“So, you say that you are ready to renounce everything! Is that correct, king? Well my good friend, words are spoken with ease compared to the work involved in this discipline. There are exceptions however; a few key seekers can live in the forest quite comfortably without irritation, not desiring the touch of a woman or the taste of exquisite foods; the security of a home or the comfort of a bed. They are fortunate, for their interest in these things fell away naturally due to the simple practice of their inner work, and they were not obligated to experience painful withdrawal when they lost interest in these things.

“Disinterest in worldly enticements will be your measure of progress in your quest for the key, and your ever-closer approach to infinity. You see, as worldly concerns naturally fade away, Infinity begins to surface; and as Infinity surfaces, worldly concerns fade further. They go hand-in-hand.

“You might ask why a key seeker would prefer infinity over the comforts of the world. Well, it’s simply because a key seeker has observed that the world is unstable, unreliable – happy one moment and tragic the next. Physical existence is fraught with this kind of danger and pain. Uncontrollable flux is obvious to a key seeker, but hidden from those who remain blinded by physical existence.

“Some key seekers, however, have difficulty. They continue to desire things of the world, but force themselves to abstain from them as a discipline for the sake of their quest. Everything then becomes an austerity. For these poor souls with lingering worldly desires, the measure of their progress - or lack thereof - is the unrelenting strength of these desires and the key seeker’s resulting discomfort. These dissatisfactions are not to be shunned; they are the whetstones that groom destinies. Suffering and dissatisfaction are the precursors to greatness. Luxury and security line the road to mediocrity.”

A John’s words struck a chord. My life in the kingdom was nothing but decadent, leading me down unconscionable paths where I did unconscionable things. And while the forest was difficult, I found myself becoming increasingly honest and sincere. The outward, obvious austerities were not what defined the nature of seekers like a John; it was the inner peace they projected and silently exhibited in all situations, whether they were dire or secure. I could already see that the innate tendencies of seekers must always incline toward a life of simple means; a life with no extreme aversion or attachment to anybody or anything, and a life reflecting humility, kindness, and love for everything.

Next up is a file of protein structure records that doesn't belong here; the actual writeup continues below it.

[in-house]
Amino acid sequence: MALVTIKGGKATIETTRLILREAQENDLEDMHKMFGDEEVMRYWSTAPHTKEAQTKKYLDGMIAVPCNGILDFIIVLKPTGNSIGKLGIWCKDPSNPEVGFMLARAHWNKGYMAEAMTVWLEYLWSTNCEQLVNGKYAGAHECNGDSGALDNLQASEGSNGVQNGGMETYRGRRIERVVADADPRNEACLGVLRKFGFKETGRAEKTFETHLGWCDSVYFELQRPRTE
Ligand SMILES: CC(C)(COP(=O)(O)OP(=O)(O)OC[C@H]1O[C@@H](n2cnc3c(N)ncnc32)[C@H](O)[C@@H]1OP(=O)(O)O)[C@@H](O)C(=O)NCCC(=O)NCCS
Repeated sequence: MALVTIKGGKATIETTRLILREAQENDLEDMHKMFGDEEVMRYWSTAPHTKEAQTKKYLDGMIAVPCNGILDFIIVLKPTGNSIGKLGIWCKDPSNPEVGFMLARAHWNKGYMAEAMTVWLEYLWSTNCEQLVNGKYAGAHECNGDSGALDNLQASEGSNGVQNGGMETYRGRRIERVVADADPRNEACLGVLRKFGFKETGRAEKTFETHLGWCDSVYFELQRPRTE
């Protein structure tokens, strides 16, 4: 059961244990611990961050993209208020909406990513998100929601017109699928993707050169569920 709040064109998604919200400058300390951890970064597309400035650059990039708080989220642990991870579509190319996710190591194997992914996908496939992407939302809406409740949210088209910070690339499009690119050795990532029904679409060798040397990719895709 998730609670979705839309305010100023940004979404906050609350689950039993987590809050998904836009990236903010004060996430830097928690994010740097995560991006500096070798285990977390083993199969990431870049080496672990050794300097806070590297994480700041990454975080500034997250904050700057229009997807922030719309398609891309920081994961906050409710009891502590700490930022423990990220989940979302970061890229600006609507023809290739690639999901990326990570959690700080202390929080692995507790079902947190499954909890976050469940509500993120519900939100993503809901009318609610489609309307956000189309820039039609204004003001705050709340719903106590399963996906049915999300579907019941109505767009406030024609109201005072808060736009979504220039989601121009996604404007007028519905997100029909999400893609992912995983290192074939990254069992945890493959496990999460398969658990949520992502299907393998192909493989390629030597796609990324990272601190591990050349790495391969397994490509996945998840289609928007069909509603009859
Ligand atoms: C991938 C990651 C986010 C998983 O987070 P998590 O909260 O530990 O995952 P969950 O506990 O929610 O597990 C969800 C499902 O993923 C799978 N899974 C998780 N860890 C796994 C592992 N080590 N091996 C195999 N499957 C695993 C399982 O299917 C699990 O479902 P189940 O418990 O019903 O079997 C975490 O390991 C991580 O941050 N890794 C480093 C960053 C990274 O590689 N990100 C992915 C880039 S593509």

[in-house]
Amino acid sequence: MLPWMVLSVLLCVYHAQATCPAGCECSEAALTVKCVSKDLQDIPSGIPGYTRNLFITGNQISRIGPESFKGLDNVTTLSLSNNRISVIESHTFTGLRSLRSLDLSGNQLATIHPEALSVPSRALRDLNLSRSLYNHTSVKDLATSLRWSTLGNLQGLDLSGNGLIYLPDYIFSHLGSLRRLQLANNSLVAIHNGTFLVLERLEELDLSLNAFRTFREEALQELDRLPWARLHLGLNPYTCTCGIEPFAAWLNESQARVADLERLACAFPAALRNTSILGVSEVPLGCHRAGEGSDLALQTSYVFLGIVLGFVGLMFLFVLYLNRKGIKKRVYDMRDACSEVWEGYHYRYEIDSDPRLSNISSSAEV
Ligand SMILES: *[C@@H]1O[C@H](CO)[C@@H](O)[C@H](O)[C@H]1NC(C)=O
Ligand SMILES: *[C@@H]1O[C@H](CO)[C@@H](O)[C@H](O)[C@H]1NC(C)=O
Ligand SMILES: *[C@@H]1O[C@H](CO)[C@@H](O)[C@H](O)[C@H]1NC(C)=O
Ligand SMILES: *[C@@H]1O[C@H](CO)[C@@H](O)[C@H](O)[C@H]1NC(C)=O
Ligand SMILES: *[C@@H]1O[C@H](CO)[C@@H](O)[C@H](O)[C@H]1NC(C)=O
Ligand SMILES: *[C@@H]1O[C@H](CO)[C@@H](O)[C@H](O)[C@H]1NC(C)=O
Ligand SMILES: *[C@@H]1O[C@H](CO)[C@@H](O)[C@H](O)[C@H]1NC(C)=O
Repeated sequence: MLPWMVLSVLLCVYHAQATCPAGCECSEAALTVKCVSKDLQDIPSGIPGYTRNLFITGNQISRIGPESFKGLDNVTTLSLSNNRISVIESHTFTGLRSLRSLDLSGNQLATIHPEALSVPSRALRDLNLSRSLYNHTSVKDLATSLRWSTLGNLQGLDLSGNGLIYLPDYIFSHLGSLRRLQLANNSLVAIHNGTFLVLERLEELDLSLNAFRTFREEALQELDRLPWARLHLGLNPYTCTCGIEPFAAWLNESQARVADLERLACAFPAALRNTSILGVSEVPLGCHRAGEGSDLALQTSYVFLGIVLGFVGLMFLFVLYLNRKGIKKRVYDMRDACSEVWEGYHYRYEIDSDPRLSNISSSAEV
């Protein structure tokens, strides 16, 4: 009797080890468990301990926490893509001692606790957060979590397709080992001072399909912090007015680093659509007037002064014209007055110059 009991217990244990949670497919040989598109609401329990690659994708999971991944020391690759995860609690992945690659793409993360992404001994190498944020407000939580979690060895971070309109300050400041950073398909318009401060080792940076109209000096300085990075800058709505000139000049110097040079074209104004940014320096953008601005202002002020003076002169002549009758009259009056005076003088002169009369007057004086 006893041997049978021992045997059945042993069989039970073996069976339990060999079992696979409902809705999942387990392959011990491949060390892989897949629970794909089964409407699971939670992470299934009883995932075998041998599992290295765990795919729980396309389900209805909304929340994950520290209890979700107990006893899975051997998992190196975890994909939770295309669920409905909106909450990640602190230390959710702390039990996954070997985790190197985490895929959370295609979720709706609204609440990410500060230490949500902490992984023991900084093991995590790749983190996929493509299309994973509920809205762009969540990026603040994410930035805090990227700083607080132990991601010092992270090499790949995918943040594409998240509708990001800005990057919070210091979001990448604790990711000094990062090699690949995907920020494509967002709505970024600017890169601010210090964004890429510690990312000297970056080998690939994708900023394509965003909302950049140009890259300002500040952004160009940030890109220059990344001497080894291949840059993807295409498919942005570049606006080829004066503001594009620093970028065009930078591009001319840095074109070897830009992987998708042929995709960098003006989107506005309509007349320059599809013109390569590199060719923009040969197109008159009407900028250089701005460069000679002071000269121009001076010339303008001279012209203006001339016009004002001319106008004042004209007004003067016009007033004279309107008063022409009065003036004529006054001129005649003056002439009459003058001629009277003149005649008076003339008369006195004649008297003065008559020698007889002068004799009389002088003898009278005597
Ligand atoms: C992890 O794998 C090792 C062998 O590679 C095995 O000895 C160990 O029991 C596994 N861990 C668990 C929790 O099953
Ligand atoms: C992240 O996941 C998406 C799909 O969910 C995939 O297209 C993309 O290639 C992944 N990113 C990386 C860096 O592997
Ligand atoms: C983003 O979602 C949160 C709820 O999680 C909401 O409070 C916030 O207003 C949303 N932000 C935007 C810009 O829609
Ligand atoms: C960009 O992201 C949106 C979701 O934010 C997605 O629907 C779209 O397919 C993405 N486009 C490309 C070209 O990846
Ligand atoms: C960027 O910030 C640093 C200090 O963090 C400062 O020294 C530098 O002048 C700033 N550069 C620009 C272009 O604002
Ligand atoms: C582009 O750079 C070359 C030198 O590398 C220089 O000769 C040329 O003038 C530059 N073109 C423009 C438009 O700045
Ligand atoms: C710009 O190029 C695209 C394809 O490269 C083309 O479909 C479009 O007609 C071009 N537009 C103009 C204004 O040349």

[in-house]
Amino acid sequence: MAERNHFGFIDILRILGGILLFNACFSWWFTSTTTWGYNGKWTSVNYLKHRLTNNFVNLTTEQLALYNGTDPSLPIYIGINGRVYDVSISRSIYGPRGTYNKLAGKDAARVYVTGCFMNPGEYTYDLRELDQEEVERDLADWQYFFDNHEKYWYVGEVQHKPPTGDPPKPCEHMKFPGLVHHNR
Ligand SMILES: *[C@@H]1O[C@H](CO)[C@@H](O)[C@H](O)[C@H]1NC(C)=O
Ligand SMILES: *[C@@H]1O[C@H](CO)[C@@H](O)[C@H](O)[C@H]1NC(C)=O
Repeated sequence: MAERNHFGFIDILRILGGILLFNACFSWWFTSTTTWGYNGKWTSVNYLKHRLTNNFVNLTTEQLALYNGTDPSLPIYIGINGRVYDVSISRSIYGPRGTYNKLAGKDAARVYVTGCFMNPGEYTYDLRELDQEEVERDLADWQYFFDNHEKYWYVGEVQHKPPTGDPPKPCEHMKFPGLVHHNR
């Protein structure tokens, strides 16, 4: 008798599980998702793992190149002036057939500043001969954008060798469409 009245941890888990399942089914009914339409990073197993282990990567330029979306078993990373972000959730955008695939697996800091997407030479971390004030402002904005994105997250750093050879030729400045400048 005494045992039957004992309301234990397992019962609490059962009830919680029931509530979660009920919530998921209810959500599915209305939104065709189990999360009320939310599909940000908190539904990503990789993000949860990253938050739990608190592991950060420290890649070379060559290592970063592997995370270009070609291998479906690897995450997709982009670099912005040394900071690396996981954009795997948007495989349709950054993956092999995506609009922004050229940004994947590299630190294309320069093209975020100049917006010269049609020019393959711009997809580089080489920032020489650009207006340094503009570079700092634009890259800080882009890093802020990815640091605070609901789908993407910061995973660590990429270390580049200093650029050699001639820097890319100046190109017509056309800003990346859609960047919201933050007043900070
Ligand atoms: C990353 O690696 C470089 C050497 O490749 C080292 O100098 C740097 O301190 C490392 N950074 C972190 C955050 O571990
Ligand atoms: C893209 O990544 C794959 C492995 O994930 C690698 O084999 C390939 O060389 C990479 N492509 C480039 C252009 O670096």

I was just beginning my quest, however, so I had no choice but to consciously discipline myself in everything that I did. I had to make sure my bodily actions were dependably harmless, uncomplicated, and consistent. I had to be careful that my words were always agreeable and honest, and I had to keep my mind controlled, silent, and balanced. This strict discipline, I found, was helpful and necessary, at least until I could advance enough for Infinity to begin rising within. Only then would I become the expression of these virtues naturally with no effort or restraints whatsoever, as a John professed.

Everything a John said touched an inexpressible familiarity deep in my heart encouraging me to begin this training. I now could better appreciate the hardships over the last five years as a preparation for this new stage in my quest, but I was also curious regarding what else might be required by this strict code of ethics that key seekers must follow. I decided to stay with a John just a little while longer, but soon I would have to leave in order to protect him, and the villagers, from my assailants.